So, for an example, let’s say I stub my toe while chasing and playing with my toddler. He is laughing; we are having fun. I may not even feel pain in this situation and may take off my sock later and realize there is a bruised toe or blood. In this case, I had a tissue injury and I never noticed any pain experience.
In another example, let’s say I am stressed out due to a deadline at work, and I have to be on my feet on a job site the next day for 15 hours, and I am running through the house, prepping for work and chasing a toddler. I stub my toe. This situation may cause more pain, because my nervous system is already primed and heightened to threat and stress.
The meaning is different, because if my toe is sore, I may not be able to perform my work, and this could amplify the output from my central nervous system.
Pain is different in different moments and circumstances. There are a lot of variables that can alter a pain experience beyond the magnitude of tissue injury. We can never know all of the variables involved with an individual’s pain output. When we focus on biomedical causes of pain, we miss a lot of potential factors.
R&I: What does mindfulness have to do with pain?
There is a lot of overlap in brain activity for pain and negative emotional states like stress, anger, depression, etc. Pain can potentially cause a negative emotional state, and a negative emotional state can potentially prime your brain to produce a stronger pain output.
Research has shown that one of the best ways to predict future chronic pain is to do a brain scan and if someone has a larger amygdala or increased activity in reward centers of the brain, they are more at risk of developing an ongoing pain issue. This is an expensive way to screen, so it is uncommon.
It is cheaper to treat the potential issue than to screen it, and this is where mindfulness comes in.
Research by Grant et al in 2011 has shown that meditation and mindfulness can result in reduced activity in the emotional areas of the brain, like the amygdala, and mindfulness enables individuals to be aware of painful stimuli with a more neutral emotional response, basically mitigating psychosocial risk factors around pain.
Zeiden et al, in 2011, showed that even short trainings in mindfulness meditation can lead to a 40% reduction in pain and a 57% reduction in pain unpleasantness. Hilton et al, in 2017, showed that mindfulness meditation can improve pain, depression and quality of life in individuals with pain disorders.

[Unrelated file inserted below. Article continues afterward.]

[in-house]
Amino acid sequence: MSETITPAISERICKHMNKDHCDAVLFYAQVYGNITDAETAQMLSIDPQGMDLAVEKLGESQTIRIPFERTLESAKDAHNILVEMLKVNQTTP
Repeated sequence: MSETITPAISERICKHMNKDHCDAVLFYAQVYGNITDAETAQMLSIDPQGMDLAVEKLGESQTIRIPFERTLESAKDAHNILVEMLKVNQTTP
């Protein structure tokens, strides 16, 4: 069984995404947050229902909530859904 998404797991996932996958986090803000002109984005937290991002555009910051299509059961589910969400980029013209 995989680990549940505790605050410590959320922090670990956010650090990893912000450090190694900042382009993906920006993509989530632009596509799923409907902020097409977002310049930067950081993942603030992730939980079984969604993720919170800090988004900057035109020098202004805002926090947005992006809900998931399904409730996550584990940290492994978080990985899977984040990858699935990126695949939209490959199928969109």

Mindfulness Based Stress Reduction (MBSR) has moderate quality evidence as an effective treatment for chronic low back pain, as published in the American College of Physicians Low Back Pain Clinical Practice Guideline.
Herman et al, in 2016, showed MBSR reduced health care costs to the insurance payer by $982 per participant. In its study, Cognitive Behavioral Therapy did not show any cost savings compared to usual care.
R&I: Is it sometimes a heavy lift to get injured workers on board with a mindfulness approach, and how do you address that?
I have found, with education on how the brain works with pain and how different pain can be with everyone, a lot of my patients start to notice stress plays a role in their pain experience. This is a great opportunity to explore mindfulness as a stress-reduction activity.
I do have some patients who are too acutely upset or have underlying mental health disorders that do not respond well to mindfulness, and we look at other treatments for them that can be beneficial, like joyful activities and exercise.
I also have some folks who think meditation is not for them or that meditation is a foreign religion. If they are not interested and won’t try after a discussion, we move on with other treatments.
However, from my experience, the majority of folks are open to trying mindfulness when they are participating in our chronic pain program. The widespread popularity of mindfulness these days seems to help versus five years ago. It used to take a little more selling. &